These data backup mistakes are hurting your business

October 6th, 2023
These data backup mistakes are hurting your business

Cyberattacks, power outages, and natural disasters can all lead to extensive data loss. While losing a few megabytes of data may sound inconsequential, think about how terabytes of lost data can affect your business. The most common scenario is that operations grind to a halt for several hours as everyone tries to redo the hours of lost work. But in extreme cases, data loss can lead to hundreds of thousands of dollars in lost revenue, legal penalties, and reputational damage. That’s why savvy business owners must understand the importance of data backup and have a comprehensive data backup and disaster recovery plan in place.

What is data backup, and why is it important?

Data backup is the process of replicating your data and storing it in a different location so that you can recover it if it’s lost or damaged. So why is data backup important? Because data is a critical business asset that can be lost due to a variety of factors, including hardware failure, software corruption, human error, natural disasters, and cyberattacks. Without a data backup solution, companies that experience data loss may be unable to recover their data and may be forced to shut down.

10 Common data backup mistakes to avoid

Data backup isn’t as simple and clear-cut as it sounds. Follow our data backup tips to make sure you don’t make the following common mistakes.

1. Lack of a backup plan

A backup plan is a blueprint for how you will back up your data. This includes what data to back up, how often to back up your data, and where to store your backups. Without a backup plan, it is easy to overlook important data or to make other mistakes.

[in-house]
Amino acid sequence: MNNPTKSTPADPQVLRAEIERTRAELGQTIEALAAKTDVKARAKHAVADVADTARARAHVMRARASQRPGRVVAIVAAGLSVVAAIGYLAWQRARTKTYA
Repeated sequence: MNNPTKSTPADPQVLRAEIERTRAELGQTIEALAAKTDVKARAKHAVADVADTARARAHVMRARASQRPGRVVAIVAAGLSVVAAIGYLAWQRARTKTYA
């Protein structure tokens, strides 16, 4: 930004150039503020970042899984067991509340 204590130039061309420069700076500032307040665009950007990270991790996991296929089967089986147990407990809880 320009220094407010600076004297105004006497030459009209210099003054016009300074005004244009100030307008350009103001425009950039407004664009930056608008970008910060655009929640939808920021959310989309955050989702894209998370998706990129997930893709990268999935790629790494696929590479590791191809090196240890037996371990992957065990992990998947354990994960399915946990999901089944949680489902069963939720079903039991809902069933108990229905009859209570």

2. Overreliance on a single backup medium

If you store all of your backups on a single hard drive or storage device, you are risking losing all of your data if that device fails. It is better to store your backups in multiple devices and in multiple locations, such as on premises and in the cloud.

3. Not backing up all of the data

Don’t back up only what you think are the most important data, such as financial data and customer records. It’s best practice to back up all of your data, even the ones that don’t seem important at the time.

4. Unencrypted backups

If your backups are not encrypted, anyone who gains unauthorized access to them will be able to read your data. To avoid this, make sure to encrypt your backups when they’re at rest and in transit. Also, use the strongest level of encryption you can afford, such as the 256-bit Advanced Encryption Standard.

5. No off-site backup

It’s not wise to store your backup solely within your premises. Should your office be damaged or destroyed by a disaster, you risk losing all of your data, including the backups.

6. Infrequent backup testing

Test your backups regularly to ensure that they are reliable and working properly. Otherwise, you may only find out they are not working when you need to recover your data.

7. Not keeping track of backups

After you’ve implemented a backup solution, it’s important to have a clear record of all your backups. The record should include the location of the backups, the frequency of backup procedures, and the types of data that you've backed up. Keeping track of your backups will prevent you from making the next mistake on this list.

8. Outdated backups

If you’re constantly updating and making changes to your files, then you need to back up your data on a more regular basis. If not, you may lose important data that has changed since your last backup.

9. Relying on RAID as backup

A redundant array of independent disks (RAID) is a data storage technology wherein data is replicated among multiple physical disk drives that are stored in a single logical unit. RAID provides good data redundancy and performance, but it cannot replace a dedicated backup solution because it cannot protect against data loss due to human error, software corruption, or cyberattacks. For example, if you delete a file by accident, it will also be deleted from all mirrored drives.

10. Insufficient employee training

If your employees do not know how to back up data properly, they may make a mistake that will lead to data loss. Make sure your employees receive proper training on data backup procedures.

By following our data backup tips to avoid these common mistakes, businesses can ensure their data is protected and easy to recover should they experience a data loss event.

A better way to avoid making data backup mistakes is to leave it to us at Healthy IT. We offer fast, secure, and automated data backup solutions, and we have the experience and expertise in servicing the healthcare and legal industries. If your business is located on Long Island, NY or anywhere in the tri-state area, contact us today.